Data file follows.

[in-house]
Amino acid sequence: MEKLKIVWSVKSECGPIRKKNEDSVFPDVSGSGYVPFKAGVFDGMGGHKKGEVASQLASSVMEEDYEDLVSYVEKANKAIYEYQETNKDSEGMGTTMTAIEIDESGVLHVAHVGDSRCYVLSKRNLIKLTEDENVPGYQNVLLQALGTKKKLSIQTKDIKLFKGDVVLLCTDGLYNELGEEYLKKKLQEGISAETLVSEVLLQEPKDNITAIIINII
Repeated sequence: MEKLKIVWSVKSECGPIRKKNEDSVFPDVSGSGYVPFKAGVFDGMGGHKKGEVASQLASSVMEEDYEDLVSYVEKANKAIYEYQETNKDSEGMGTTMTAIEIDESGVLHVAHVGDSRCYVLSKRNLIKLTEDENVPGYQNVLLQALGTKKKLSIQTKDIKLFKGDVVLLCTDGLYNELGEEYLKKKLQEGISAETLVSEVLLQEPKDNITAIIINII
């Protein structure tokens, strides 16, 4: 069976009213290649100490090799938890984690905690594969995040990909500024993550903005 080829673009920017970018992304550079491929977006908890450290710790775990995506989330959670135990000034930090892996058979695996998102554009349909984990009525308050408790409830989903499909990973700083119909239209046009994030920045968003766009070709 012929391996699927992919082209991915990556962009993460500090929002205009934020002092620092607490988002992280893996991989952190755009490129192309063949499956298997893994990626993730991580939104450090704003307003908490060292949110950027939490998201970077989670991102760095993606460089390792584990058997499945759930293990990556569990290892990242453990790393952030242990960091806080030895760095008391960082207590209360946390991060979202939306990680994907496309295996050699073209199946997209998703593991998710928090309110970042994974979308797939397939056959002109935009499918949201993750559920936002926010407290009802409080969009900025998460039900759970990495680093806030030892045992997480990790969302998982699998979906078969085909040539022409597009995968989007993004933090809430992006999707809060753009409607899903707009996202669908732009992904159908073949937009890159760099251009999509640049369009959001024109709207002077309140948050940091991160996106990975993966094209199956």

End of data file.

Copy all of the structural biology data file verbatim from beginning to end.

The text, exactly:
[in-house]
Amino acid sequence: MEKLKIVWSVKSECGPIRKKNEDSVFPDVSGSGYVPFKAGVFDGMGGHKKGEVASQLASSVMEEDYEDLVSYVEKANKAIYEYQETNKDSEGMGTTMTAIEIDESGVLHVAHVGDSRCYVLSKRNLIKLTEDENVPGYQNVLLQALGTKKKLSIQTKDIKLFKGDVVLLCTDGLYNELGEEYLKKKLQEGISAETLVSEVLLQEPKDNITAIIINII
Repeated sequence: MEKLKIVWSVKSECGPIRKKNEDSVFPDVSGSGYVPFKAGVFDGMGGHKKGEVASQLASSVMEEDYEDLVSYVEKANKAIYEYQETNKDSEGMGTTMTAIEIDESGVLHVAHVGDSRCYVLSKRNLIKLTEDENVPGYQNVLLQALGTKKKLSIQTKDIKLFKGDVVLLCTDGLYNELGEEYLKKKLQEGISAETLVSEVLLQEPKDNITAIIINII
């Protein structure tokens, strides 16, 4: 069976009213290649100490090799938890984690905690594969995040990909500024993550903005 080829673009920017970018992304550079491929977006908890450290710790775990995506989330959670135990000034930090892996058979695996998102554009349909984990009525308050408790409830989903499909990973700083119909239209046009994030920045968003766009070709 012929391996699927992919082209991915990556962009993460500090929002205009934020002092620092607490988002992280893996991989952190755009490129192309063949499956298997893994990626993730991580939104450090704003307003908490060292949110950027939490998201970077989670991102760095993606460089390792584990058997499945759930293990990556569990290892990242453990790393952030242990960091806080030895760095008391960082207590209360946390991060979202939306990680994907496309295996050699073209199946997209998703593991998710928090309110970042994974979308797939397939056959002109935009499918949201993750559920936002926010407290009802409080969009900025998460039900759970990495680093806030030892045992997480990790969302998982699998979906078969085909040539022409597009995968989007993004933090809430992006999707809060753009409607899903707009996202669908732009992904159908073949937009890159760099251009999509640049369009959001024109709207002077309140948050940091991160996106990975993966094209199956």